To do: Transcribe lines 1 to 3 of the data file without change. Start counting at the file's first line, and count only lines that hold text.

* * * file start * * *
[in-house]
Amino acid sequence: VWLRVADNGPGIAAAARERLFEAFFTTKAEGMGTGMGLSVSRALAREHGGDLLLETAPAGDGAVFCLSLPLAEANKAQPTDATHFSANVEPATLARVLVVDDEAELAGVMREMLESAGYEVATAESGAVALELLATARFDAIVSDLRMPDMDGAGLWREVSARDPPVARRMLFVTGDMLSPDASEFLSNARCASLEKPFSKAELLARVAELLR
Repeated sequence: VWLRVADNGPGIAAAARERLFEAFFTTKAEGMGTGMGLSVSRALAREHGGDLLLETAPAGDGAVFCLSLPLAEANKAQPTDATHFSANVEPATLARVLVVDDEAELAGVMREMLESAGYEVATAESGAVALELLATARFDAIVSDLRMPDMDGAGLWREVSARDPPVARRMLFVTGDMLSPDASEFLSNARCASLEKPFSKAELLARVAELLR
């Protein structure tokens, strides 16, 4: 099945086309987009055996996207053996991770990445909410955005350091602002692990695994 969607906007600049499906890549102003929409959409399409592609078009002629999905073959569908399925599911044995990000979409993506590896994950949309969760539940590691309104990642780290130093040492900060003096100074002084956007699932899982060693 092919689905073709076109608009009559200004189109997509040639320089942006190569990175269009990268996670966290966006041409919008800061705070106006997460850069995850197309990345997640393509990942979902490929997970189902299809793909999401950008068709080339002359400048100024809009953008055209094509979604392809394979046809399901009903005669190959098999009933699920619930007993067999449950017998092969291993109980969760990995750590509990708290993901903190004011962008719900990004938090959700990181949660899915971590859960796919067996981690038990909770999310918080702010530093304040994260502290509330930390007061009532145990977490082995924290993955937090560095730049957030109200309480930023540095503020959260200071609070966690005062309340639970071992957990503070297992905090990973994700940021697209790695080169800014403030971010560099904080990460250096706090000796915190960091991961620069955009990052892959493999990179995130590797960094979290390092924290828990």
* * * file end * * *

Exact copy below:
[in-house]
Amino acid sequence: VWLRVADNGPGIAAAARERLFEAFFTTKAEGMGTGMGLSVSRALAREHGGDLLLETAPAGDGAVFCLSLPLAEANKAQPTDATHFSANVEPATLARVLVVDDEAELAGVMREMLESAGYEVATAESGAVALELLATARFDAIVSDLRMPDMDGAGLWREVSARDPPVARRMLFVTGDMLSPDASEFLSNARCASLEKPFSKAELLARVAELLR
Repeated sequence: VWLRVADNGPGIAAAARERLFEAFFTTKAEGMGTGMGLSVSRALAREHGGDLLLETAPAGDGAVFCLSLPLAEANKAQPTDATHFSANVEPATLARVLVVDDEAELAGVMREMLESAGYEVATAESGAVALELLATARFDAIVSDLRMPDMDGAGLWREVSARDPPVARRMLFVTGDMLSPDASEFLSNARCASLEKPFSKAELLARVAELLR